Welcome to The Rachel Kurzyp Show
You’re listening to episode 24.
Should you pay for exposure?
Today on the show, I want to talk about fake PR and if you should pay for exposure.
I’ve been asked a lot lately about PR thanks to the rise of the Yahoo Finance round-up articles that you may have seen people commenting on OR being a part of over the last few months.
For those of you who aren’t familiar with this, let me give you a quick rundown.
From what I understand, Yahoo Finance has a partnership with a PR agency called Boost Media Agency. I’m guessing this is financially beneficial for both parties but I wasn’t able to find evidence of this from my Googling. But let’s assume it is.
So Boost Media Agency is contacting business owners and offering them a chance to be featured in a round-up article on Yahoo Finance to increase their exposure and credibility. BUT this PR opportunity comes at a cost. Usually $300-500 USD.
What’s got me fired up about this situation and why I’ve decided to talk about this today is because at no point has this payment been disclosed. These round-up posts are advertorials and this should be stated on the articles but it isn’t. And, many of the business owners who have been featured haven’t disclosed they have paid for this opportunity.
In fact, they have shared this opportunity with their community as if they have been chosen from a pool of their peers and been deemed worthy of praise and recognition.
And look, I know some of the business owners who have been featured and they are credible and respectable people who do amazing work.
However, many of the people featured are not.
I’m offered a chance to be featured on Yahoo Finance and similar paid PR opportunities weekly and I always say no. And I want to explain why.
The first reason is that it’s tokenistic. As a qualified journalist and someone who has been featured in the media for various topics, I know the work that goes into pitching stories, crafting messages, doing research and maintaining a high level of expertise in any given area. It’s a lot. That’s why I say tokenisitic because the business owners featured are asked to send in a short bio or answer a few questions. Then they are able to say they have been featured in a publication and share that publications logo on their website therefore reinforcing their credibility.
Secondly it erodes credibility. Now that people are starting to catch on to what is happening with Yahoo Finance, the business owners that haven’t disclosed that it was a paid opportunity are at risk of people distrusting their expertise. And you never want to risk your reputation and credibility. It’s also making many people distrust the media and PR opportunities as a whole and this makes me really sad because PR is an important part of any visibility strategy and is a key component in my coaching programs.
And the final reason why I say no is because paid PR opportunities like this one aren’t great for generating leads by themselves. They don’t do much for SEO, who is Googling the top 10 copywriters doing things differently when looking for a copywriter? Often, they don’t offer a link to your website and if they do it’s only to your homepage which isn’t great for conversion. And you can’t control how they promote it or if they promote it at all through their channels (and aren’t given any reporting).
I want to be clear, I’m not saying all paid PR opportunities are bad and should be avoided. I have paid for PR opportunities in the past. For example, I paid to have a 100 word ad in a women’s business magazine to compliment the featured article I had written for them.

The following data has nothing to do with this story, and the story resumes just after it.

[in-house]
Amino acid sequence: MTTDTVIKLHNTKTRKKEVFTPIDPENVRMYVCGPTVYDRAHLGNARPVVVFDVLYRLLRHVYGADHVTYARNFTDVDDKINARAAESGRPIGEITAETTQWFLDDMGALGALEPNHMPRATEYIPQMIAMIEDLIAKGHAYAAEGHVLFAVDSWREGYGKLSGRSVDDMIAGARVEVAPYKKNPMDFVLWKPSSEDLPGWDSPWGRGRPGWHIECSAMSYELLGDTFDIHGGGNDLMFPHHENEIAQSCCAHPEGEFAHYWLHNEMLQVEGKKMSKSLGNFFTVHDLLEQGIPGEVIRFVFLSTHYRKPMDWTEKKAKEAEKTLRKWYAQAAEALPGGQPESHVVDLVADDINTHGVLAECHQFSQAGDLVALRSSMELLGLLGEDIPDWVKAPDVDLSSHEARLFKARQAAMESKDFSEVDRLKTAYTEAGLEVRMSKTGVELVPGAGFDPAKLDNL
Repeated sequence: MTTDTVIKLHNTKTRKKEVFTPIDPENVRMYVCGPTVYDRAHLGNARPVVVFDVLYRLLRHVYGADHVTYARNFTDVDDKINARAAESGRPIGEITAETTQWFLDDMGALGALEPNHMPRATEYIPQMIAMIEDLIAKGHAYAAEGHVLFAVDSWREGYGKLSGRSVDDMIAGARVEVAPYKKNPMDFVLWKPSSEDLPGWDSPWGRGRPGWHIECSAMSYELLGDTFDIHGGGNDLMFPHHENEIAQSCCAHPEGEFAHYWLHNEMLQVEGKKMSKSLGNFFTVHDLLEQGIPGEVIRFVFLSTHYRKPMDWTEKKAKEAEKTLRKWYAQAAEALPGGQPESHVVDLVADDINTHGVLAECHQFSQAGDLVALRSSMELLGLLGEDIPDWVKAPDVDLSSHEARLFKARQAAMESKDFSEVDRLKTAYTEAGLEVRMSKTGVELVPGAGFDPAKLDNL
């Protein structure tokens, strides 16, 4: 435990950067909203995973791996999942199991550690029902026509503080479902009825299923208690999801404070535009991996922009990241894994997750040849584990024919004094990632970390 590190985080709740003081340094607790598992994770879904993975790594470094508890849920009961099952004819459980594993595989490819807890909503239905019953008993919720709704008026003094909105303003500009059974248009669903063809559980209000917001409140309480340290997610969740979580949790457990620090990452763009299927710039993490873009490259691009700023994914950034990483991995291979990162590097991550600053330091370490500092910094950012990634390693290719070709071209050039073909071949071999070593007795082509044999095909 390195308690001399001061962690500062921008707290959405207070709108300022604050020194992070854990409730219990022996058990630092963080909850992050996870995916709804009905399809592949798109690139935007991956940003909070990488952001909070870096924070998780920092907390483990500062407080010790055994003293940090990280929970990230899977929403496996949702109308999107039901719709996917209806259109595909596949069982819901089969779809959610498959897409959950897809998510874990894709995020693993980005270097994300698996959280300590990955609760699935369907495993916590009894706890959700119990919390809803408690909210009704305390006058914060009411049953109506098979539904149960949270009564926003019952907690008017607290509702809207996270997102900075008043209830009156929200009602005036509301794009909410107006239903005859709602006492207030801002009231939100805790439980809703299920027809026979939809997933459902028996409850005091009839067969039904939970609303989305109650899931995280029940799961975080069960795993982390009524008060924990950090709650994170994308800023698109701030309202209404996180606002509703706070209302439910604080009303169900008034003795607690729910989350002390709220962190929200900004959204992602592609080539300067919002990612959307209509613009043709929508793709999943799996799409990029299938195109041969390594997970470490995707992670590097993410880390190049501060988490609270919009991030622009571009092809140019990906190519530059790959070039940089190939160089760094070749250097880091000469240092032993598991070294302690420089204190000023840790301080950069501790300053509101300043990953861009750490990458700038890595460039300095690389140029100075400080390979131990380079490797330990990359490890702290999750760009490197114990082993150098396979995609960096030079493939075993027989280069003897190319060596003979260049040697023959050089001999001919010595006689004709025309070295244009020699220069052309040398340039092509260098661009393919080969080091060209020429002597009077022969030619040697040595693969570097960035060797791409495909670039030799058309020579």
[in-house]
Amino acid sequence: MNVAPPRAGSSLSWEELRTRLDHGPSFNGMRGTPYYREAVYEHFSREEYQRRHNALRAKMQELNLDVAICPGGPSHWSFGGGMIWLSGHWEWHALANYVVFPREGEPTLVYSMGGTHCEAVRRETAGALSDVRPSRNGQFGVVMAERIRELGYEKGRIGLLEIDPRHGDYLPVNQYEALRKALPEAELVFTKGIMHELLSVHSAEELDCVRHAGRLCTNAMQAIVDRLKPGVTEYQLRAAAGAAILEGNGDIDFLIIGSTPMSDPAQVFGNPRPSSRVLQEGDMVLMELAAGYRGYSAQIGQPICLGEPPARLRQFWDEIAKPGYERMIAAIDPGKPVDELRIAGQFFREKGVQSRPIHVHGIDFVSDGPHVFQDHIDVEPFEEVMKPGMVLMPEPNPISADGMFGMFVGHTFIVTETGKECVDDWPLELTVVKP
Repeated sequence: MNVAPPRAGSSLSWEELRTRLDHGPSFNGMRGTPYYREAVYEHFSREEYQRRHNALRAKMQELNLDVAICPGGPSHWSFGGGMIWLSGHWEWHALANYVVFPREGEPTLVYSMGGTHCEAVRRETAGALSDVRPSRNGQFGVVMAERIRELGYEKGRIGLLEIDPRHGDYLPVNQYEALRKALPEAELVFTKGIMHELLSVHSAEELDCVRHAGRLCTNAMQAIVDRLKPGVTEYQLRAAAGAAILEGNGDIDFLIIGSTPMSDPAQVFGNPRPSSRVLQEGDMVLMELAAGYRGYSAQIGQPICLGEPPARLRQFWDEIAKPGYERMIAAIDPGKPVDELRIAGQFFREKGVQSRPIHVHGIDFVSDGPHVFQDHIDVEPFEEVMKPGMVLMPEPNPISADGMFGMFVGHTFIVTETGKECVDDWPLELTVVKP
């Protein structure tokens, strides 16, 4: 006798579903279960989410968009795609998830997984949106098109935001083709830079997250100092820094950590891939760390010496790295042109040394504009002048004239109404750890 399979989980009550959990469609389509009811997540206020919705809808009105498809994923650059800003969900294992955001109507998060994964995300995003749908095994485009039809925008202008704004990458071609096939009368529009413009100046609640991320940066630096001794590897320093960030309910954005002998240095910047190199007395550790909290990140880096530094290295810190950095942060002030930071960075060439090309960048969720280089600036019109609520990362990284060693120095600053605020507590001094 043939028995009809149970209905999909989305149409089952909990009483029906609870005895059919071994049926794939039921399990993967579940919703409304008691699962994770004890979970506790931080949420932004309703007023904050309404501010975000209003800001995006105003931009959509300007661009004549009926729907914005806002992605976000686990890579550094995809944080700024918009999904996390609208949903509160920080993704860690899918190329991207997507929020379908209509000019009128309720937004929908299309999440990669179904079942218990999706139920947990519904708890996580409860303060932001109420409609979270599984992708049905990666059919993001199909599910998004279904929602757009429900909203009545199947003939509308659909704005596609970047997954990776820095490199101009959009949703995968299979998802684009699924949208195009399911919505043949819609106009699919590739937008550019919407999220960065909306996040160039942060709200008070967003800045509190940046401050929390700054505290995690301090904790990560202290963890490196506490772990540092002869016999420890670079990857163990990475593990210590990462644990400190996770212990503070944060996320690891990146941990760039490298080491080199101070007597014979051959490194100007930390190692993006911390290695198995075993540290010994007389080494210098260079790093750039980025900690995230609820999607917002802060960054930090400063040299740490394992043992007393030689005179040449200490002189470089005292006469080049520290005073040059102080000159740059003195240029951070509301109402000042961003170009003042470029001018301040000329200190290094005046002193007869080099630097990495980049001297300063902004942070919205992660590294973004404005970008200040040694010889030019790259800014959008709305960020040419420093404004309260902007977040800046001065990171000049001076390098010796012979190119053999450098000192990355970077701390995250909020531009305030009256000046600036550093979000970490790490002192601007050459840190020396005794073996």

The reason why I said yes to this is because the magazine was being read by my dream clients and I wanted to have a call-to-action for anyone who wanted to learn more about me and know what step to take next.
I was also able to request statistics so I could assess my ROI and I felt would be beneficial to me at the time as I was deciding if I wanted to run my courses through the company.
And while I am open to future paid PR opportunities, I’m really considered when choosing which ones are right for me because I want build my audience, credibility, influence and exposure the right way even if that means doing the more work. I encourage you to do this too.
So if you’re thinking about adding PR to your visibility strategy, here’s what I recommend you do instead. Register yourself as an expert on sites like SourceBottle and Help a Reporter so journalists can contact you for comment so you can build your credibility and exposure in your niche.
You can also pitch articles and ideas to traditional media outlets and industry-specific publications so you can share your knowledge, build trust and control your message.
Both of these options are free or low-cost for example, you may want to hire a PR consultant to write a media release for you. And while they will involve more work than paid PR opportunities like Yahoo Finance, you will feel great about them and they will keep on giving even when the news cycle has moved on.
So there you have it, my thoughts on fake PR and what you can try instead.
I’d love to support you to create your visibility strategy inside my 12-week coaching program The Creative Freedom Method. TCFM is where I teach how to find your niche, package up + launch your signature service and create content that attracts your dream clients with ease. This much-loved program has helped my clients become guest experts on podcasts, be featured in the media and share their knowledge in industry publications. If you’ve love to be the first to know when doors open in April and receive $500 off the program price, please sign up to the waitlist today.
Head to rachelkurzyp.com.au/TCFM to learn more.
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